Characterizing Creatinine MIP Functionality Using Spectroscopy Techniques

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Authors
Hovan, Bradley
Issue Date
2021-12
Type
Electronic thesis
Thesis
Language
en_US
Keywords
Materials engineering
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Abstract
The availability and timely use of novel diagnostic tools often benefits the prognosis and progression of many common diseases, including chronic and acute kidney disease, through better allotment of scarce treatment resources. Current renal diagnostic technologies employ organic (enzyme-based) sensing elements into devices that measure creatinine, a well-cited proxy for renal health found in serum and urine. While organic sensing elements are sensitive and specific, increased proliferation of the technology is restricted by cost, durability, and reusability concerns. This paper investigates the use of a polymer-based inorganic receptor material (molecularly imprinted polymer, or MIP) for sensing creatinine and demonstrates the viability of assessing MIP function using UV-VIS spectroscopy methods for detection of creatinine in solution. Results demonstrate that synthesis of microbeads of a creatinine MIP requires strict environmental controls, and that the detection of creatinine in pure solutions is possible in the UV-VIS range, but valid detection becomes more difficult once solutions have been exposed to the MIP due to polymer leachate entering the sample solution.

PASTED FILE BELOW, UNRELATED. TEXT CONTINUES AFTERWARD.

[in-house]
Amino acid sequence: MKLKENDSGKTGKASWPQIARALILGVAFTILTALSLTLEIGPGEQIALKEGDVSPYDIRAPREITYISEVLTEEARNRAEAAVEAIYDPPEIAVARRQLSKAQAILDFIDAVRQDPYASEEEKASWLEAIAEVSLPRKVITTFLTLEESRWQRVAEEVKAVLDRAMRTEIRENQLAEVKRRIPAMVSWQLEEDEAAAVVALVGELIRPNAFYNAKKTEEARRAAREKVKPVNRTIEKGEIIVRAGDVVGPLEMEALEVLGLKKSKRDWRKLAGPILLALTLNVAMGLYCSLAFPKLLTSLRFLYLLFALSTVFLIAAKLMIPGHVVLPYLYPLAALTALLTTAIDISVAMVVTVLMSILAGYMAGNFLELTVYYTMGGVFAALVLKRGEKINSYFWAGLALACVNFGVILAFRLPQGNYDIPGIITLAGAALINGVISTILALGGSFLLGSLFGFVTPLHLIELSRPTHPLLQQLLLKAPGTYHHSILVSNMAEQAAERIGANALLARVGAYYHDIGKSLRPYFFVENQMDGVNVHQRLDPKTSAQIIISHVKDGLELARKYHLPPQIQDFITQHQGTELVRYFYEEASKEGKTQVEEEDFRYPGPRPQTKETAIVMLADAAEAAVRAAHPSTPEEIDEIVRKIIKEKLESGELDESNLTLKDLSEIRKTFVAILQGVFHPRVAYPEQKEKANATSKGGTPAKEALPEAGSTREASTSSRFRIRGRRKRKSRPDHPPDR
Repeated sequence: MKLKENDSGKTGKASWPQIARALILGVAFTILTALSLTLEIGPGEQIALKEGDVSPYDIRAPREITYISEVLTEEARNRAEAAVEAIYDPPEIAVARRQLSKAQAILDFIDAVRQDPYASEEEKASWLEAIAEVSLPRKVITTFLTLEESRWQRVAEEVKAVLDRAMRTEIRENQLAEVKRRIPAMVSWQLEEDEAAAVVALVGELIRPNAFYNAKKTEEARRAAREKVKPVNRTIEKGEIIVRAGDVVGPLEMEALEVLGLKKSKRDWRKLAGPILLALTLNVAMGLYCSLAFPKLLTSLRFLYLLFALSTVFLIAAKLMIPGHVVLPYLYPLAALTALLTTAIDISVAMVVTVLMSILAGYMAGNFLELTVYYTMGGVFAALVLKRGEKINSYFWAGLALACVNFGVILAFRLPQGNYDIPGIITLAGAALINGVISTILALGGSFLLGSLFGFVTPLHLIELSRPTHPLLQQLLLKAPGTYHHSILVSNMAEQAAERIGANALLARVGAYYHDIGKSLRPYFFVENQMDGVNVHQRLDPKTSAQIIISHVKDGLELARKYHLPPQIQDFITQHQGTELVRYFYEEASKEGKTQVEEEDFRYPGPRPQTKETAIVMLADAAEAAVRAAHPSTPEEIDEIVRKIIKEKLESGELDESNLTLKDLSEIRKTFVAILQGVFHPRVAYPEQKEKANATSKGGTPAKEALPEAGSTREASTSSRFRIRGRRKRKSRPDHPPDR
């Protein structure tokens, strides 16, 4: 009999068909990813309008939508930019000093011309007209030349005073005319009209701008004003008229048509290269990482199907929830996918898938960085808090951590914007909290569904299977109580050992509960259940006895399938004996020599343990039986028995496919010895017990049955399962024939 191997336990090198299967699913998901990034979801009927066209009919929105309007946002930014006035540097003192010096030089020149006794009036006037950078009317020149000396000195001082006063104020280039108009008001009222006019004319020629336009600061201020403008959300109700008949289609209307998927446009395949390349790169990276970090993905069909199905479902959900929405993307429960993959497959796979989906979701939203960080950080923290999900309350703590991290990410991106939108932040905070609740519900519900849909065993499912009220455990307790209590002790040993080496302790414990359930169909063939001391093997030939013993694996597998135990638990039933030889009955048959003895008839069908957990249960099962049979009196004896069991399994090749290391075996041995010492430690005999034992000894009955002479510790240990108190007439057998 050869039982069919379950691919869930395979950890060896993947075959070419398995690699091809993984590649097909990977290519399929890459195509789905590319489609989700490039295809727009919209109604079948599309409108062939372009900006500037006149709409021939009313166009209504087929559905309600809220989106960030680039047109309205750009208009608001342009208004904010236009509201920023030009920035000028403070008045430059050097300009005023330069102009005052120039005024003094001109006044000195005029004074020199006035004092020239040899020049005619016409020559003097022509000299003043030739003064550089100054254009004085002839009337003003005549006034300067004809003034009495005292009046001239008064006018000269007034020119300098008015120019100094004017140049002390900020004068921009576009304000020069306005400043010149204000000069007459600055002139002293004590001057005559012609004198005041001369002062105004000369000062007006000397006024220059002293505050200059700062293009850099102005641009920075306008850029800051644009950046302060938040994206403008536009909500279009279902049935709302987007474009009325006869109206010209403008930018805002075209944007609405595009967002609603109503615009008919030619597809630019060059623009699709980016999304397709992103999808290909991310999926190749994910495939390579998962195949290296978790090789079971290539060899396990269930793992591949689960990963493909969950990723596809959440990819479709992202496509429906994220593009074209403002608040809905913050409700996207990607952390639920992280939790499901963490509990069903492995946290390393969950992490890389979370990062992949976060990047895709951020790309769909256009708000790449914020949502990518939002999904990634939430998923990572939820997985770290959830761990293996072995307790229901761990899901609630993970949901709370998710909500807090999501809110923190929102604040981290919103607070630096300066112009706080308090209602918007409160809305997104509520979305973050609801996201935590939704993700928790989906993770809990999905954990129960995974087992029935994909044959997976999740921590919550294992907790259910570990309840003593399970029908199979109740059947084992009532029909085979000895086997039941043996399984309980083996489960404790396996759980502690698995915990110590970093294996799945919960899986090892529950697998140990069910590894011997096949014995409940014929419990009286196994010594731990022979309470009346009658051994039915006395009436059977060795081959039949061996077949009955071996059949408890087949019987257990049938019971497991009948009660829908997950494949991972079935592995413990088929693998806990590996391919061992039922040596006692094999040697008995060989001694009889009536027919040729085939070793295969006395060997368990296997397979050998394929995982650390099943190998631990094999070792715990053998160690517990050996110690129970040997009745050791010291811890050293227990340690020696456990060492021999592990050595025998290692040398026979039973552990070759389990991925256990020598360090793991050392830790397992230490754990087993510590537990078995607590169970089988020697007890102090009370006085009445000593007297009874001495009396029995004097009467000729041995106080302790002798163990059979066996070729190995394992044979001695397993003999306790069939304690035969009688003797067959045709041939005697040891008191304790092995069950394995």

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December 2021
School of Engineering
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Rensselaer Polytechnic Institute, Troy, NY
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